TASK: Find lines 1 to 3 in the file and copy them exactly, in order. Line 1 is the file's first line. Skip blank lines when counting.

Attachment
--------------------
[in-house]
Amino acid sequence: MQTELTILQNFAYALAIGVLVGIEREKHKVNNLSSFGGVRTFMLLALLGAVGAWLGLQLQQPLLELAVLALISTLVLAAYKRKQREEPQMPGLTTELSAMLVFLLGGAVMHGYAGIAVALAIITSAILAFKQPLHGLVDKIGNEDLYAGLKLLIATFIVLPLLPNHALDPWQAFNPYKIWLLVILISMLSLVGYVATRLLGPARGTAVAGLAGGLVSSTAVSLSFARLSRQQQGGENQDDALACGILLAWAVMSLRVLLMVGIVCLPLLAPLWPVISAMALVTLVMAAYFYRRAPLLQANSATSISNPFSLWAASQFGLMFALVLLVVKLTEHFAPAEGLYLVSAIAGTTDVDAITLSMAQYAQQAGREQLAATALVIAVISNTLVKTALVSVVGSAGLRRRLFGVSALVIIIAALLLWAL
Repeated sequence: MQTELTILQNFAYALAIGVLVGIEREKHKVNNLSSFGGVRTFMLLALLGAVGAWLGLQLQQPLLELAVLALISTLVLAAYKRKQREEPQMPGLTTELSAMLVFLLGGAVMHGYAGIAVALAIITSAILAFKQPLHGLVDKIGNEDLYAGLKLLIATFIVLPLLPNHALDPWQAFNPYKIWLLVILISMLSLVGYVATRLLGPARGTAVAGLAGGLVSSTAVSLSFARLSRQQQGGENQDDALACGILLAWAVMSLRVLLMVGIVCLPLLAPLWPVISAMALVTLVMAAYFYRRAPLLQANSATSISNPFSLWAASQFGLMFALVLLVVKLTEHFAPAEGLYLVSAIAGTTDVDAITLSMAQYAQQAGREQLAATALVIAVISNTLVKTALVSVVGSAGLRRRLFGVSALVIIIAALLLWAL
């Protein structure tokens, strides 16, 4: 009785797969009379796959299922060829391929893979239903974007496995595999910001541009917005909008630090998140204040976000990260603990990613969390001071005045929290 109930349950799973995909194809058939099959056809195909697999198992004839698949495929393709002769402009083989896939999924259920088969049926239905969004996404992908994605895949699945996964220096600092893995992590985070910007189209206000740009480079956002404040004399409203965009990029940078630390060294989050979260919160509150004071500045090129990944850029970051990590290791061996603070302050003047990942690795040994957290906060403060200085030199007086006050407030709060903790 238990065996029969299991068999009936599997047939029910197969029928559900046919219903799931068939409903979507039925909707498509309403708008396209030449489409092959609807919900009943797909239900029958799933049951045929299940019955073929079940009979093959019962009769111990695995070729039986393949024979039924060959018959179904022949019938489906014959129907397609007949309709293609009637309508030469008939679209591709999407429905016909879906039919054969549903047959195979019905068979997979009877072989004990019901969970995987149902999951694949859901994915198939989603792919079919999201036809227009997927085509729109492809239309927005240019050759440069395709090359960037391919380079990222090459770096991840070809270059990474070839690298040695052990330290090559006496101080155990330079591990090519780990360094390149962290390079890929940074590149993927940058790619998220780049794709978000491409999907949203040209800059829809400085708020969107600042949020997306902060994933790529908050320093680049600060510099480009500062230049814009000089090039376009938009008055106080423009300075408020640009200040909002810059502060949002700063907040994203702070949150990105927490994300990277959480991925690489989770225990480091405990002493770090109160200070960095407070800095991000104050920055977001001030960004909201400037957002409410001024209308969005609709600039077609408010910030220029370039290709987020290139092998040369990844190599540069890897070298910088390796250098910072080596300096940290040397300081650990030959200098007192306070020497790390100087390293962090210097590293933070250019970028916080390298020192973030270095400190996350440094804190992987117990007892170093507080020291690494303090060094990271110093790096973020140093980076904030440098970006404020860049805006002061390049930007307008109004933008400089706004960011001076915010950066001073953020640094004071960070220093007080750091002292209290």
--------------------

[in-house]
Amino acid sequence: MQTELTILQNFAYALAIGVLVGIEREKHKVNNLSSFGGVRTFMLLALLGAVGAWLGLQLQQPLLELAVLALISTLVLAAYKRKQREEPQMPGLTTELSAMLVFLLGGAVMHGYAGIAVALAIITSAILAFKQPLHGLVDKIGNEDLYAGLKLLIATFIVLPLLPNHALDPWQAFNPYKIWLLVILISMLSLVGYVATRLLGPARGTAVAGLAGGLVSSTAVSLSFARLSRQQQGGENQDDALACGILLAWAVMSLRVLLMVGIVCLPLLAPLWPVISAMALVTLVMAAYFYRRAPLLQANSATSISNPFSLWAASQFGLMFALVLLVVKLTEHFAPAEGLYLVSAIAGTTDVDAITLSMAQYAQQAGREQLAATALVIAVISNTLVKTALVSVVGSAGLRRRLFGVSALVIIIAALLLWAL
Repeated sequence: MQTELTILQNFAYALAIGVLVGIEREKHKVNNLSSFGGVRTFMLLALLGAVGAWLGLQLQQPLLELAVLALISTLVLAAYKRKQREEPQMPGLTTELSAMLVFLLGGAVMHGYAGIAVALAIITSAILAFKQPLHGLVDKIGNEDLYAGLKLLIATFIVLPLLPNHALDPWQAFNPYKIWLLVILISMLSLVGYVATRLLGPARGTAVAGLAGGLVSSTAVSLSFARLSRQQQGGENQDDALACGILLAWAVMSLRVLLMVGIVCLPLLAPLWPVISAMALVTLVMAAYFYRRAPLLQANSATSISNPFSLWAASQFGLMFALVLLVVKLTEHFAPAEGLYLVSAIAGTTDVDAITLSMAQYAQQAGREQLAATALVIAVISNTLVKTALVSVVGSAGLRRRLFGVSALVIIIAALLLWAL